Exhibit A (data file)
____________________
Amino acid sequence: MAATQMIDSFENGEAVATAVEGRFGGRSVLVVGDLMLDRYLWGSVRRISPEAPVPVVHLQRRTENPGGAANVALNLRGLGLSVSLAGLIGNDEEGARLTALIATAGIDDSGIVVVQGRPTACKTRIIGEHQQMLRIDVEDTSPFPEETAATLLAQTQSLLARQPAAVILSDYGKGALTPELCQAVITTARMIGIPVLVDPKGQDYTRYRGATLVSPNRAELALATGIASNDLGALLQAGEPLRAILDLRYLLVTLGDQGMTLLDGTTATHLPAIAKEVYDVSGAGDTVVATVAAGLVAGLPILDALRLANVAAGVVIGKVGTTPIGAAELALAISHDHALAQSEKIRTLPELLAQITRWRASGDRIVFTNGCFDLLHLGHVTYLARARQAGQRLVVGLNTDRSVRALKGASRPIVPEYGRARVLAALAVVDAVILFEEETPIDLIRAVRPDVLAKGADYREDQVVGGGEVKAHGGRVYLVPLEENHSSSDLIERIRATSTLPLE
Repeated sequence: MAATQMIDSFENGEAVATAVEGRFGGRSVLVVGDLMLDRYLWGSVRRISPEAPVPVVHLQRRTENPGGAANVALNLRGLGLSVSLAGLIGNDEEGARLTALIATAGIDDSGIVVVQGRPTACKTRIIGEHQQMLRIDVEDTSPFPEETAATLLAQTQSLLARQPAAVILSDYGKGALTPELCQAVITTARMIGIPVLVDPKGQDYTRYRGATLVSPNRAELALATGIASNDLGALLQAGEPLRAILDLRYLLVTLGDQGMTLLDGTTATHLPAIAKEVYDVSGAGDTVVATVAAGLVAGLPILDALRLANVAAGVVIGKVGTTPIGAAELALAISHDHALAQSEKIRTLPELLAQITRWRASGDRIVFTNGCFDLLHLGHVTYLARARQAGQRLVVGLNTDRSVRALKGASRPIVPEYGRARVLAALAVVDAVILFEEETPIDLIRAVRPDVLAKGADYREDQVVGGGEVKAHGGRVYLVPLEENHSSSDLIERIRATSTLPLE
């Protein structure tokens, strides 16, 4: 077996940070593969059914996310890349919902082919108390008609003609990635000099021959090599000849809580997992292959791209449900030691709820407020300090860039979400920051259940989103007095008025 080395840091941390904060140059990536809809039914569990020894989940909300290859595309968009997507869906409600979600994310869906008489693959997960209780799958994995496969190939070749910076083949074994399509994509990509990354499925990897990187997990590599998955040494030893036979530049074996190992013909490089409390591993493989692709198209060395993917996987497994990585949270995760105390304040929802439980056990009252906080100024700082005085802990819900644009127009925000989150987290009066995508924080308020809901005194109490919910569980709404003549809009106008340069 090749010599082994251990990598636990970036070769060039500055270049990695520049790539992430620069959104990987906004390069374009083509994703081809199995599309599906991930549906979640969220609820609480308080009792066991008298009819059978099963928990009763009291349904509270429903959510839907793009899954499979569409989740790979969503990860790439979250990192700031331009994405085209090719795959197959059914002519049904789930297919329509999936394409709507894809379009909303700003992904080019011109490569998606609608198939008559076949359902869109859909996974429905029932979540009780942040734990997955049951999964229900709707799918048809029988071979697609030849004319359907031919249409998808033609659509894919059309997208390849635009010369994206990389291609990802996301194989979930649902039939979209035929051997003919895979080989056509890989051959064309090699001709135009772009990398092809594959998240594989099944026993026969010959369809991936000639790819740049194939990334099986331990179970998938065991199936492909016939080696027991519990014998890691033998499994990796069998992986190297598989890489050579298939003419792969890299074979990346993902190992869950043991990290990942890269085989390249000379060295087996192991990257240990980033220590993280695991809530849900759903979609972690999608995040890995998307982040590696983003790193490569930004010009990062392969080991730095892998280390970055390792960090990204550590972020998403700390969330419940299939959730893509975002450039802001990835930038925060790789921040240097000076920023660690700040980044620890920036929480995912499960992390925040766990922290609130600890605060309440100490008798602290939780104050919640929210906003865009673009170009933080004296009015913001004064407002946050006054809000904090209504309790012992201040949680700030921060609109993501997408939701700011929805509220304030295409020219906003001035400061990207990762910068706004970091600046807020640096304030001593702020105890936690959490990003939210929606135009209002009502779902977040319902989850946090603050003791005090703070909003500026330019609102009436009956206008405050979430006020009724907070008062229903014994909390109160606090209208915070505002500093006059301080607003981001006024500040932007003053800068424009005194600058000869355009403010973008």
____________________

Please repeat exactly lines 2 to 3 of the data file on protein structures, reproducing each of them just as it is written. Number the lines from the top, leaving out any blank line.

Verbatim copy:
Repeated sequence: MAATQMIDSFENGEAVATAVEGRFGGRSVLVVGDLMLDRYLWGSVRRISPEAPVPVVHLQRRTENPGGAANVALNLRGLGLSVSLAGLIGNDEEGARLTALIATAGIDDSGIVVVQGRPTACKTRIIGEHQQMLRIDVEDTSPFPEETAATLLAQTQSLLARQPAAVILSDYGKGALTPELCQAVITTARMIGIPVLVDPKGQDYTRYRGATLVSPNRAELALATGIASNDLGALLQAGEPLRAILDLRYLLVTLGDQGMTLLDGTTATHLPAIAKEVYDVSGAGDTVVATVAAGLVAGLPILDALRLANVAAGVVIGKVGTTPIGAAELALAISHDHALAQSEKIRTLPELLAQITRWRASGDRIVFTNGCFDLLHLGHVTYLARARQAGQRLVVGLNTDRSVRALKGASRPIVPEYGRARVLAALAVVDAVILFEEETPIDLIRAVRPDVLAKGADYREDQVVGGGEVKAHGGRVYLVPLEENHSSSDLIERIRATSTLPLE
């Protein structure tokens, strides 16, 4: 077996940070593969059914996310890349919902082919108390008609003609990635000099021959090599000849809580997992292959791209449900030691709820407020300090860039979400920051259940989103007095008025 080395840091941390904060140059990536809809039914569990020894989940909300290859595309968009997507869906409600979600994310869906008489693959997960209780799958994995496969190939070749910076083949074994399509994509990509990354499925990897990187997990590599998955040494030893036979530049074996190992013909490089409390591993493989692709198209060395993917996987497994990585949270995760105390304040929802439980056990009252906080100024700082005085802990819900644009127009925000989150987290009066995508924080308020809901005194109490919910569980709404003549809009106008340069 090749010599082994251990990598636990970036070769060039500055270049990695520049790539992430620069959104990987906004390069374009083509994703081809199995599309599906991930549906979640969220609820609480308080009792066991008298009819059978099963928990009763009291349904509270429903959510839907793009899954499979569409989740790979969503990860790439979250990192700031331009994405085209090719795959197959059914002519049904789930297919329509999936394409709507894809379009909303700003992904080019011109490569998606609608198939008559076949359902869109859909996974429905029932979540009780942040734990997955049951999964229900709707799918048809029988071979697609030849004319359907031919249409998808033609659509894919059309997208390849635009010369994206990389291609990802996301194989979930649902039939979209035929051997003919895979080989056509890989051959064309090699001709135009772009990398092809594959998240594989099944026993026969010959369809991936000639790819740049194939990334099986331990179970998938065991199936492909016939080696027991519990014998890691033998499994990796069998992986190297598989890489050579298939003419792969890299074979990346993902190992869950043991990290990942890269085989390249000379060295087996192991990257240990980033220590993280695991809530849900759903979609972690999608995040890995998307982040590696983003790193490569930004010009990062392969080991730095892998280390970055390792960090990204550590972020998403700390969330419940299939959730893509975002450039802001990835930038925060790789921040240097000076920023660690700040980044620890920036929480995912499960992390925040766990922290609130600890605060309440100490008798602290939780104050919640929210906003865009673009170009933080004296009015913001004064407002946050006054809000904090209504309790012992201040949680700030921060609109993501997408939701700011929805509220304030295409020219906003001035400061990207990762910068706004970091600046807020640096304030001593702020105890936690959490990003939210929606135009209002009502779902977040319902989850946090603050003791005090703070909003500026330019609102009436009956206008405050979430006020009724907070008062229903014994909390109160606090209208915070505002500093006059301080607003981001006024500040932007003053800068424009005194600058000869355009403010973008």